Common name: Fruit Salad Plant, Hurricane Plant, Split-Leaf, Swiss Cheese Plant, Cheese Plant, Window Plant, Mexican Breadfruit, Delicious Monster, Ceriman
Synonymous: Monstera borsigiana
Monstera deliciosa var. borsigiana
Monstera deliciosa var. sierrana
Distribution and habitat: Monstera deliciosa is a species of flowering plant native to tropical rainforests of southern Mexico to southern Colombia. It has been introduced to many tropical areas and has become a mildly invasive species in Hawaii, Seychelles, Ascension Island and the Society Islands.
When growing in the wild, Monstera deliciosa climb up the trunks and along the branches of trees, climbing to the bark by means of thick aerial roots which not only anchor the plant to the tree but also help it to take up water and nutrients.
Wild seedlings grow towards the darkest area they can find until they find a tree trunk, then start to grow up towards the light, creeping up the tree.
Description: Monstera deliciosa is the most popular species as indoor plant within this genus. This member of the arum family Araceae is an epiphyte with aerial roots, able to grow up to 20m (65 feet) high with large, leathery, glossy, heart-shaped leaves 25 to 90cm (10-35 inch) long by 25 to 75cm (10-30 inch) broad.
Indoor, the shiny leaves of a mature Monstera deliciosa grow up to 45cm (18 inch) across, have 30cm (12 inch) long stalks and are basically heart-shaped, but deeply incised from the edges almost to the central vein and perforated in the remaining sections.This breaking up of the leaf area helps the wild plants to withstand high tropical winds – and perhaps explain the origin of one of their common names, Hurricane Plant.
Mature Monstera deliciosa with active aerial roots have the most attractive leaves, with the most pronounced incisions and holes. The leaves of young plants may be entirely unbroken. As they develop, they acquire the characteristic perforations and split edges.
The inflorescence which is rarely produced indoors, is a half oval creamy white spathe with a thick 25cm long spadix in the middle. The spadix develops into white , edible fruit that tastes something like pineapple.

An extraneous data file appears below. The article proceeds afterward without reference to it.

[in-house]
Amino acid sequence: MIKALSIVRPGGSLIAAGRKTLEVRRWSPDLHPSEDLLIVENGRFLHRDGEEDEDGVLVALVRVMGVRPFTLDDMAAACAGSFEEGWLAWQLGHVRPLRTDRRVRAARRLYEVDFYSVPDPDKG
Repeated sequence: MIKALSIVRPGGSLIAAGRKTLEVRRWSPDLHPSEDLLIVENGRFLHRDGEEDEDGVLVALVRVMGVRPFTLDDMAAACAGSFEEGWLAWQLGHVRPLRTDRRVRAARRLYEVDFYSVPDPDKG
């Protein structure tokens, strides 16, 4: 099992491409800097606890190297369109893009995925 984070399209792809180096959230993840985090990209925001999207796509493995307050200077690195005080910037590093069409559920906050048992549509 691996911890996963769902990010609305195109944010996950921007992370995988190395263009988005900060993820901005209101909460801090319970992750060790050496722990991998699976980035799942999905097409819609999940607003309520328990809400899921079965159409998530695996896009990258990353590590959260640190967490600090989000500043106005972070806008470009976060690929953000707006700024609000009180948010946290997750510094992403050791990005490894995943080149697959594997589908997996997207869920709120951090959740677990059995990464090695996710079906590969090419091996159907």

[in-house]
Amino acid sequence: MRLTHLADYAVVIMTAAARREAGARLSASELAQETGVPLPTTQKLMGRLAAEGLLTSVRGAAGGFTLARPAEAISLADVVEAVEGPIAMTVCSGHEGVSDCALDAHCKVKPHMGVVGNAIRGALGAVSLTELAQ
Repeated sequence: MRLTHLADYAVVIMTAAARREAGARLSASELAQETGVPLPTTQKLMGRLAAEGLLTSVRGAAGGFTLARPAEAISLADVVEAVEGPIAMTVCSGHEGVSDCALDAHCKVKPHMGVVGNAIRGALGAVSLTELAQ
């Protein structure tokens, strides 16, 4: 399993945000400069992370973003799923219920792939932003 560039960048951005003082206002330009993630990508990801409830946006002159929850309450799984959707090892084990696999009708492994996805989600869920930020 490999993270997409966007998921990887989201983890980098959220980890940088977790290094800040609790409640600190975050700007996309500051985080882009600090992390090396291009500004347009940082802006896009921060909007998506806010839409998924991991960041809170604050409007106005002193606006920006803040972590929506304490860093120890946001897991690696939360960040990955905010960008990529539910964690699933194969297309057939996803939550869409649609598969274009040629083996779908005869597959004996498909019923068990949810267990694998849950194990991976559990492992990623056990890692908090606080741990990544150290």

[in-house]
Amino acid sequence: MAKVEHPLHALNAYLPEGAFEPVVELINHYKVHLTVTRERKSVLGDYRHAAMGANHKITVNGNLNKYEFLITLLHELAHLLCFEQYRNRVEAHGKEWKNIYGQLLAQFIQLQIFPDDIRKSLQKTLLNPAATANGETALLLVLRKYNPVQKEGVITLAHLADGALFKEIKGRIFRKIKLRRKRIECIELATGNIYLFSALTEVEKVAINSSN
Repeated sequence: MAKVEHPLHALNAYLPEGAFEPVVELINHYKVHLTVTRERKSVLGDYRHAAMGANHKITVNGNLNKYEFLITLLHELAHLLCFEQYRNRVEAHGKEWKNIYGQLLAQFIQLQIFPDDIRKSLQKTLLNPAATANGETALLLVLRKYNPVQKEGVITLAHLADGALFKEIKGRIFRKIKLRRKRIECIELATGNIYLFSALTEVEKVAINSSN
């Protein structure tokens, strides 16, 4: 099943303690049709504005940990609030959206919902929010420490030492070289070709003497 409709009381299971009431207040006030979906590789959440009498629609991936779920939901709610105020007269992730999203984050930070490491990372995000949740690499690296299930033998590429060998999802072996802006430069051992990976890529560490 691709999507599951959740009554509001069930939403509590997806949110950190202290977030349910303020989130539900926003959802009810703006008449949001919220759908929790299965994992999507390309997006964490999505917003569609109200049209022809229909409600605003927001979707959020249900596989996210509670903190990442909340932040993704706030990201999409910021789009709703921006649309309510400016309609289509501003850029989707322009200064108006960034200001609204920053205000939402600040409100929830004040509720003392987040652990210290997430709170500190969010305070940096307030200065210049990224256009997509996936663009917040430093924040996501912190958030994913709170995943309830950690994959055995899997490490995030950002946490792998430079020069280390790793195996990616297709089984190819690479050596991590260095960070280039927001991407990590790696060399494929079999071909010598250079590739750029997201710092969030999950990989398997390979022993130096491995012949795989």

Proper care: If treated well, Monstera deliciosa plants can grow very big – 3-5m (10-16 feet) tall and 2-3m (6-10 feet) across – and thrive indoors for years. Moss covered poles that simulate the bark of trees the plants climb on in the wild add considerably to the health of Monstera deliciosa grown indoors.
Train the aerial roots to moss-covered poles if these are used; if not, train them into the potting mixture. Keep the leaves clan by means of frequent sponging.
Light: Actively growing Monstera deliciosa do best in bright filtered light, but these plants may be placed in direct sunlight in winter. In an adequately lit position, the long leaf-stalks will become extended and the leaves smaller and somewhat less divided.
Temperature: Normal room temperatures are suitable for Monstera deliciosa plants. In temperatures above 21°C (70°F) in is a good idea to place pots on trays of damp pebbles for increased humidity. These plants need average to high humidity (at least 40% relative humidity).
Watering: Water sparingly, making the potting mixture barely moist and allowing the top third to dry out before watering again.
Feeding: Apply standard liquid fertiliser once every two weeks during the active growth period only.
Potting and repotting: Use a soil based potting mixture with addition of a one-third portion of coarse leaf mould. Move the Monstera deliciosa plants into pots which are one size larger each spring until maximum convenient pot size is reached. Thereafter, top-dress plants with fresh potting mixture annually.
Gardening: Monstera deliciosa plants grow very quickly and can easily take over a landscape if not pruned regularly. Snip branches and leaves by cutting them where they meet the stem without cutting into it. The best time for major pruning is during the spring when the plant is in a vigorous stage of growth. Light pruning can be done in spring, summer or fall.